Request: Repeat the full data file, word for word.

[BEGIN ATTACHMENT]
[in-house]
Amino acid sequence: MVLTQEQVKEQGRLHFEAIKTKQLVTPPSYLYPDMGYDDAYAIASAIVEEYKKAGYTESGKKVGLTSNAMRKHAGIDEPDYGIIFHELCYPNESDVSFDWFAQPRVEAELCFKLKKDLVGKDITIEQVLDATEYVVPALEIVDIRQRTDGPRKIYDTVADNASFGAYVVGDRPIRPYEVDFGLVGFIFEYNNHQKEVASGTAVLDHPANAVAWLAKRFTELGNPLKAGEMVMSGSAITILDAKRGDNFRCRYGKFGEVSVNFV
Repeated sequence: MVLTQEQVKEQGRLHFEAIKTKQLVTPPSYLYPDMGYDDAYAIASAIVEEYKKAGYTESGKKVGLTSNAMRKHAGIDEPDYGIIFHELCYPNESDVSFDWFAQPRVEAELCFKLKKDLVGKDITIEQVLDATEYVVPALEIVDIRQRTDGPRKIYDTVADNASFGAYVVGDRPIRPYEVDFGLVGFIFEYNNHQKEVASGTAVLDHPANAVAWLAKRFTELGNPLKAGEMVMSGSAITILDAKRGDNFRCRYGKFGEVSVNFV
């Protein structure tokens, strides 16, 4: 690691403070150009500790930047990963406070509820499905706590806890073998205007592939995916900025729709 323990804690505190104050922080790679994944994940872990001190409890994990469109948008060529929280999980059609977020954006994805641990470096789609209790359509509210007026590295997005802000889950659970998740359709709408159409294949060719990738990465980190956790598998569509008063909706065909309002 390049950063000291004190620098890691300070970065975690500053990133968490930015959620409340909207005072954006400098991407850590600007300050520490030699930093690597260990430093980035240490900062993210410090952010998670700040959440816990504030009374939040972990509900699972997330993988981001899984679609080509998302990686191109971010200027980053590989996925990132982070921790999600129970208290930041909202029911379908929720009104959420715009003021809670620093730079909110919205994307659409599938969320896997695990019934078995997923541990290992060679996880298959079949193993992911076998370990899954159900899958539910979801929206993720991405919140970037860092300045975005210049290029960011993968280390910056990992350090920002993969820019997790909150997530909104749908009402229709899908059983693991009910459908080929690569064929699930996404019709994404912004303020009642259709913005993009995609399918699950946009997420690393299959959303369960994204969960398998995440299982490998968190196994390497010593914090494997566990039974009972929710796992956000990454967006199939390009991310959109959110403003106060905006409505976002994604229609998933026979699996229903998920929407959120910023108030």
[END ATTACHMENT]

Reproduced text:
[in-house]
Amino acid sequence: MVLTQEQVKEQGRLHFEAIKTKQLVTPPSYLYPDMGYDDAYAIASAIVEEYKKAGYTESGKKVGLTSNAMRKHAGIDEPDYGIIFHELCYPNESDVSFDWFAQPRVEAELCFKLKKDLVGKDITIEQVLDATEYVVPALEIVDIRQRTDGPRKIYDTVADNASFGAYVVGDRPIRPYEVDFGLVGFIFEYNNHQKEVASGTAVLDHPANAVAWLAKRFTELGNPLKAGEMVMSGSAITILDAKRGDNFRCRYGKFGEVSVNFV
Repeated sequence: MVLTQEQVKEQGRLHFEAIKTKQLVTPPSYLYPDMGYDDAYAIASAIVEEYKKAGYTESGKKVGLTSNAMRKHAGIDEPDYGIIFHELCYPNESDVSFDWFAQPRVEAELCFKLKKDLVGKDITIEQVLDATEYVVPALEIVDIRQRTDGPRKIYDTVADNASFGAYVVGDRPIRPYEVDFGLVGFIFEYNNHQKEVASGTAVLDHPANAVAWLAKRFTELGNPLKAGEMVMSGSAITILDAKRGDNFRCRYGKFGEVSVNFV
């Protein structure tokens, strides 16, 4: 690691403070150009500790930047990963406070509820499905706590806890073998205007592939995916900025729709 323990804690505190104050922080790679994944994940872990001190409890994990469109948008060529929280999980059609977020954006994805641990470096789609209790359509509210007026590295997005802000889950659970998740359709709408159409294949060719990738990465980190956790598998569509008063909706065909309002 390049950063000291004190620098890691300070970065975690500053990133968490930015959620409340909207005072954006400098991407850590600007300050520490030699930093690597260990430093980035240490900062993210410090952010998670700040959440816990504030009374939040972990509900699972997330993988981001899984679609080509998302990686191109971010200027980053590989996925990132982070921790999600129970208290930041909202029911379908929720009104959420715009003021809670620093730079909110919205994307659409599938969320896997695990019934078995997923541990290992060679996880298959079949193993992911076998370990899954159900899958539910979801929206993720991405919140970037860092300045975005210049290029960011993968280390910056990992350090920002993969820019997790909150997530909104749908009402229709899908059983693991009910459908080929690569064929699930996404019709994404912004303020009642259709913005993009995609399918699950946009997420690393299959959303369960994204969960398998995440299982490998968190196994390497010593914090494997566990039974009972929710796992956000990454967006199939390009991310959109959110403003106060905006409505976002994604229609998933026979699996229903998920929407959120910023108030």